Decades after Sonoma ‘Running Fence,’ Christo still making art — and waves

Erin Van Rheenen, Special to SF Public Press — Nov 24 2010 - 11:23am

New documentary examines public battles over revolutionary installation.

Bureaucracy has once again issued a daunting challenge to the art of Christo, this time “Over the River,” his proposed temporary installation of shimmering fabric across the Arkansas River in Colorado. The battle, waged this summer, mirrors one that arose just across the Golden Gate Bridge in the early 1970s, when Christo and his French wife/collaborator, Jeanne-Claude, fought government and naysayers to create “Running Fence.”

Outtakes from the filming of ‘The Running Fence Revisited’

Erin Van Rheenen, Special to SF Public Press — Nov 24 2010 - 11:06am

In September 2009, artists Christo and Jeanne-Claude returned to Northern California for the 33-year anniversary of their “Running Fence” (1976) installation and to film “The Running Fence Revisited” (2010), directed by Wolfram Hissen and sponsored by the Smithsonian Museum of American Art.

During the filming, author Erin Van Rheenen did double duty as both writer and girl Friday for the crew. Between takes she interviewed Jeanne-Claude and Christo — at the Petaluma Denny's, at a reunion picnic and in the car as they traced the route of where the fence had run. She may have been the last to interview Jeanne-Claude, who died suddenly on Nov. 18, 2009, at the age of 74.

The scenes described in the story first appeared in a slightly different form as the program for the documentary’s West Coast premiere back in June.

Outspoken but outvoted: low turnout at the polls plagues activist hotbed of San Francisco

Theresa Seiger, SF Public Press — Nov 23 2010 - 11:49am

Demographics may play role in low numbers seen on election days

San Francisco voters overall do not have too much in common with defeated GOP candidate Meg Whitman. However, they share one trait: Politically active as they may be, much of the time they cannot be bothered to vote.

The daily street protests forming the backdrop of the city’s life for generations belie a lack of engagement at the ballot box. San Francisco has consistently one of the worst voter turnout records in the Bay Area and even the state.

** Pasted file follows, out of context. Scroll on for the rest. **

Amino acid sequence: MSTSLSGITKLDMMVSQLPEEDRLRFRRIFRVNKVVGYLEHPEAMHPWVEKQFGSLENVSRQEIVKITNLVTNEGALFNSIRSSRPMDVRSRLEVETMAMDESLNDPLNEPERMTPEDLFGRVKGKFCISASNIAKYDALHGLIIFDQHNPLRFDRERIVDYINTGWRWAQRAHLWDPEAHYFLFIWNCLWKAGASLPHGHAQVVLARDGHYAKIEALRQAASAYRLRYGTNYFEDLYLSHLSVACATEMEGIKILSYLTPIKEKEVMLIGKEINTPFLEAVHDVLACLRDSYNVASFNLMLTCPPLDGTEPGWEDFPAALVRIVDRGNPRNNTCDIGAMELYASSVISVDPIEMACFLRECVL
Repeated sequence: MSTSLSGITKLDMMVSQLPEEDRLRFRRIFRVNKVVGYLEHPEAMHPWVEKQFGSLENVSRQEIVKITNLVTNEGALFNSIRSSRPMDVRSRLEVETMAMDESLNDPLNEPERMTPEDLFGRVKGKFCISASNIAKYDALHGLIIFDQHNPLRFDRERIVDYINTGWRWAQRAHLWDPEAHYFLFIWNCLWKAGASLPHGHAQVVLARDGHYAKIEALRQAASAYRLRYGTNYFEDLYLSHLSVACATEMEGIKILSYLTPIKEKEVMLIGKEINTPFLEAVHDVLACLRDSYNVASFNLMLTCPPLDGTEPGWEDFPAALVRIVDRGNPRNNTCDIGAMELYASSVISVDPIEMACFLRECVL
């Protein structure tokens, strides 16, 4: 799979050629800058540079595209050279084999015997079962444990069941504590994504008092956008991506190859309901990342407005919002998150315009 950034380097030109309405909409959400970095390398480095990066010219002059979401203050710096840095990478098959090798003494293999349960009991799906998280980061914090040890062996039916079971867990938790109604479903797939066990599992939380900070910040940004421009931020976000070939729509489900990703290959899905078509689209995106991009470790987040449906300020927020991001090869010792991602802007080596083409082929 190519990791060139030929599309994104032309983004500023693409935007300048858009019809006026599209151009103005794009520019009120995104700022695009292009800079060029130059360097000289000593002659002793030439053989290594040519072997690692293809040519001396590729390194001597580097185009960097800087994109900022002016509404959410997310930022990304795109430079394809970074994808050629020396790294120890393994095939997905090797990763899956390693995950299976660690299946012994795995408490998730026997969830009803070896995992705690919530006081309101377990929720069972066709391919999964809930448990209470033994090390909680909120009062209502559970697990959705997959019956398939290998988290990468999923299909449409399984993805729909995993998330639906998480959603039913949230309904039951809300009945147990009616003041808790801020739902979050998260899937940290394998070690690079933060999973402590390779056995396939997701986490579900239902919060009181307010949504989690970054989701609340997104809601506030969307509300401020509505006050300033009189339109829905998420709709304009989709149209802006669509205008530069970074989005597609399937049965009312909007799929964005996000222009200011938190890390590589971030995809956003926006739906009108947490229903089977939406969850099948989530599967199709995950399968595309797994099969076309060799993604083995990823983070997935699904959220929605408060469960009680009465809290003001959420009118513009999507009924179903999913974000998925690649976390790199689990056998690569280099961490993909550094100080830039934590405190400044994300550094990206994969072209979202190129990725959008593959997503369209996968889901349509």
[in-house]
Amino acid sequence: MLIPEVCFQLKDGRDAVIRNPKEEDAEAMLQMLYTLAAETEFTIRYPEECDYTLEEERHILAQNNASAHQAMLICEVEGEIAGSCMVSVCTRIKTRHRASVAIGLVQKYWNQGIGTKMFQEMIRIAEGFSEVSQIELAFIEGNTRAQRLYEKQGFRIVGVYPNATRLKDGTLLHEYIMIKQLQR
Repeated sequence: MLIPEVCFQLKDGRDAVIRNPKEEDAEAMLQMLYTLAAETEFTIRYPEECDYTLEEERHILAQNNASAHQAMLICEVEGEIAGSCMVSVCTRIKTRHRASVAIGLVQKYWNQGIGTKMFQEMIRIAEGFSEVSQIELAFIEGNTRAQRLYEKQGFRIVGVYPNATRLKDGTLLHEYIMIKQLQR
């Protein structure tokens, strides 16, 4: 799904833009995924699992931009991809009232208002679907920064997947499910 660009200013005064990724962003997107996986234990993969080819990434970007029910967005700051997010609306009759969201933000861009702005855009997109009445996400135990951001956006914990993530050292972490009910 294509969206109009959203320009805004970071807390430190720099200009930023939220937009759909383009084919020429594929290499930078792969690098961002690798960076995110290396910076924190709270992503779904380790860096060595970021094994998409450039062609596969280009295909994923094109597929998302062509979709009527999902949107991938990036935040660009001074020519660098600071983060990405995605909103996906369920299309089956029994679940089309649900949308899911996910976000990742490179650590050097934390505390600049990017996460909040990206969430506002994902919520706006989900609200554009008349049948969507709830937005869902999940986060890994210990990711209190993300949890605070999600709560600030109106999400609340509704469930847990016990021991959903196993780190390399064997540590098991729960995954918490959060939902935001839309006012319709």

While press coverage of Whitman’s repeated failure to show up to the polling place forced her to “apologize” to the voters during her first televised gubernatorial debate with Jerry Brown in late September, San Francisco officials are sounding decidedly less moralistic.

Women's comedy groups offer another outlet for humor in San Francisco

Ambika Kandasamy, SF Public Press — Nov 22 2010 - 5:16pm

For the women running the Monday Night Foreplays comedy group, their short skits are an effort to fill a large void that exists in the female sketch comedy scene.

The group’s creators, Ruth Grossinger and Kate Jones, said that women are in the minority in leading sketch comedy groups in the city.

“In San Francisco, there are a lot of sketch comedy groups, but there aren’t a lot of just female-based groups,” said Jones. “The voice for female sketch comedy, not just in the city, but across the board, could definitely be expanded on.”

State audit: local agencies not providing efficient bilingual services

Jerold Chinn, SF Public Press — Nov 19 2010 - 3:08pm

A state audit released Thursday revealed that many local agencies are not providing proper bilingual service called for in the Dymally-Alatorre Bilingual Services Act, passed 37 years ago. The audit says agencies need to improve services by providing more staff who are bilingual and translated written materials.

Muni: In elusive quest for 85% on-time performance, computers are displacing eyes on the street

Jerold Chinn, SF Public Press — Nov 18 2010 - 12:11pm

Transit agency says tech will help it turn corner, but money remains tight

Multimillion-dollar vehicle-monitoring technology installed at Muni headquarters is at the heart of a new initiative aimed at solving the transit system’s never-ending performance problems.

By investing $13.6 million in the NextMuni satellite tracking system and a new 24-hour vehicle monitoring center, San Francisco transit officials promise major improvements in keeping the city’s more than 1,000 buses and trains running on schedule. Already this year, Muni Metro trains in the Market Street tunnel are speeding up, they said.

But Muni managers are still struggling with the question of how to get the most out of this new technology to increase performance at a time when budget pressures make it increasingly difficult to do that.

Muni planners say speed to come from untangling messy streetscape

Angela Hart, SF Public Press — Nov 18 2010 - 11:55am

Transit planner calls the city's streets and tunnels 'a nightmare'

San Francisco transit planners say a recipe of small fixes could amount to big changes in the nation’s fifth-largest urban transit system. But without new sources of money, many of these ideas, some of which would change the way the city’s streets are configured, will remain on the drawing board.